Boy Scouts

Boy Scouts: A Brand You Can Trust

When they came at me with the branding iron, I began to wonder whether my decision to join the Boy Scouts was a mistake.

But it was too late.

Running would have been futile. We were way out in the woods, and a fat kid like me wouldn't get far--the older scouts would track me like a deer and bring me back squirming in a sack.

Had I actually read Lord of the Flies, instead of just faking the book report, I might have thought, "Man, this is SO Lord of the Flies!"

Except the adults were in on it too. In fact, one of them was holding the branding iron.

But he wasn't gay, and that's what counts.

In 2000, the U.S. Supreme Court ruled that the Boy Scouts of America have the right to block gays from their organization.

Not surprising. The Boy Scouts are a living, breathing slice of Reagan's Fantasy America, based on God-and-country principles that still appeal to many while strongly evoking values of suburban 1950's. The Airstream Trailer of youth groups.

I was a scout for years, and frankly I think knowing a "cool" gay adult (meaning he'd let us build fires visible from Skylab) would have been good for us. We were homophobic little creeps.

Until the original lawsuit leading to the Supreme Court decision was filed in New Jersey, the BSA had no formal, written policy on homosexuality. There was no chapter in the Boy Scout Handbook called "Don't be Gay." The BSA probably understood, better than Clinton did, that it would lead to a political quagmire. In fact, they ended up right where the military did: Don't ask, don't tell.

Back to the closet, gentlemen. The Progressiveness merit badge is no longer offered.

There are over 120 merit badges left to choose from, but most of the list reads like a catalogue of boring high school science films from 1964: Beekeeping; Machinery; Surveying; Farm mechanics; Pulp and paper; Railroading; Electronics. All very blue collar.

In the Girl Scouts, you get a number of very different badge choices to go with your pink collar: Art to Wear; Caring for Children; Outdoor Cook; Healthy Relationships; Horse Fan (formerly Horse Lover)(really!); Being My Best (formerly My Self Esteem); and of course Looking Your Best.

For some reason they discontinued Girls Are Great. Maybe they sold it to the Boy Scouts.

It's easy to make fun of the Girl Scouts, but I know former members fully willing to take up their marshmallow skewers and defend the honor of the institution.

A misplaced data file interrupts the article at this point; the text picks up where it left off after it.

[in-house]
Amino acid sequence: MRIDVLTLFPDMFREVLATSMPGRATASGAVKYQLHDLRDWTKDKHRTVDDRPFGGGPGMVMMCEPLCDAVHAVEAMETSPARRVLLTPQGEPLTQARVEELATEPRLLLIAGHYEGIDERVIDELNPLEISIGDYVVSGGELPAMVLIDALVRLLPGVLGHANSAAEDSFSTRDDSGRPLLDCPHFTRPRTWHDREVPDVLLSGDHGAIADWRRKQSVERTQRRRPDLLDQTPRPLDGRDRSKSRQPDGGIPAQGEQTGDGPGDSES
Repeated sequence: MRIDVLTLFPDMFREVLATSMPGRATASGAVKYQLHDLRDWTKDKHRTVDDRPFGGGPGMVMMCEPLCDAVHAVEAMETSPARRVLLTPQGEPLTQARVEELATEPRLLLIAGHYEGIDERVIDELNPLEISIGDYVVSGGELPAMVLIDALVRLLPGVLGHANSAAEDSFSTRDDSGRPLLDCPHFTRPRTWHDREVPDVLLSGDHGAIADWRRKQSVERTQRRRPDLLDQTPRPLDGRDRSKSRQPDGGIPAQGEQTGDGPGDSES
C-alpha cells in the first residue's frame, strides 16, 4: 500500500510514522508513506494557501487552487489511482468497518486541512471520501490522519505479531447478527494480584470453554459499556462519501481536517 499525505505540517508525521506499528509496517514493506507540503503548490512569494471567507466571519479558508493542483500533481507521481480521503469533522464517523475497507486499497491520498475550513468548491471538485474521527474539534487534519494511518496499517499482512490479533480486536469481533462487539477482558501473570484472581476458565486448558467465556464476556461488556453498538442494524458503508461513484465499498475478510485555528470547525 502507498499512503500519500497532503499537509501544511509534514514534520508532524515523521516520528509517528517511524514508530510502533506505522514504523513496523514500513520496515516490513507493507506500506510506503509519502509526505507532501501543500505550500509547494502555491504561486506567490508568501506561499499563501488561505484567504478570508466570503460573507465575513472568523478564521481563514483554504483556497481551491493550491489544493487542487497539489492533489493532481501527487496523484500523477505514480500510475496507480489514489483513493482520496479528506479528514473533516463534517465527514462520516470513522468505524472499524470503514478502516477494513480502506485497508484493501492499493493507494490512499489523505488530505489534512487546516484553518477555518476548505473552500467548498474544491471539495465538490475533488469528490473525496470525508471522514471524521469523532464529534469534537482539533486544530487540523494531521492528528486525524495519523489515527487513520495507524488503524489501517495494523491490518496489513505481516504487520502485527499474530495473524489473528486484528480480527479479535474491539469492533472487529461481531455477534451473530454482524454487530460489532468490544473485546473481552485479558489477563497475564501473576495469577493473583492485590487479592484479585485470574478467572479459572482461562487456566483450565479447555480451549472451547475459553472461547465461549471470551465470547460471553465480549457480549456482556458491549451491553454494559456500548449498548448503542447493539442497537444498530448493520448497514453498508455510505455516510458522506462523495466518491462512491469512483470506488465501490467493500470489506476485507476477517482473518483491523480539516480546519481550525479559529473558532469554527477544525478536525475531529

And though I'm down on the BSA on certain issues, it was certainly better for me than watching TV or playing baseball. Scouts often do lots of good community work, and I learned plenty of useful skills. Knot tying may seem corny, but I've noticed that some women get all friendly when they learn that I know over twenty knots. They probably just want me to help them move, but still, the attention's nice.

I'm still a little pissed off about the branding, though, even 30 years later. In my troop, they branded all the new scouts at their first overnight trip. Laramie? Dallas? Try San Mateo. I was 11. I was afraid.

The other scouts were quick to ease my mind. "You'll squeal like a pig, Davis." I prayed I'd maintain at least that level of dignity.

There's a big campfire for the ceremony. They've got a real branding iron with a big T in the middle and a 2 and a 7 on either side. Troop 27. The troop sings songs while it heats.

The Scoutmaster tests the iron on a log, burning T27 into the bark. Then four of us new guys are marched off into the dark woods, waiting to be made into men.

Danny is the first to go. Through the trees I hear a growing cheer from the crowd, and then a scream. Danny. The bastards.

They chant as I'm half-dragged to the fire. "Davis! Davis! Davis!"

The branding iron is sized up against my bare chest, and I feel its heat. I think, what's this going to smell like? That's when I lose it.

Don't bet against the fat kid when panic's on his side. The two thugs holding my arms don't even see it coming. By the time they hit the ground, I've plowed into the mob, swinging. But I'm hopelessly outnumbered. Pinned to the ground, blindfolded, I hear the troop's cheer building, and then a sensation of heat.

The blindfold comes off. Someone writes "T27" on me with an iodine pen, right where the hot leather glove had been pressed. Urgent, hushed voices tell me to scream.

Goodness, did I forget to scream?

I scream.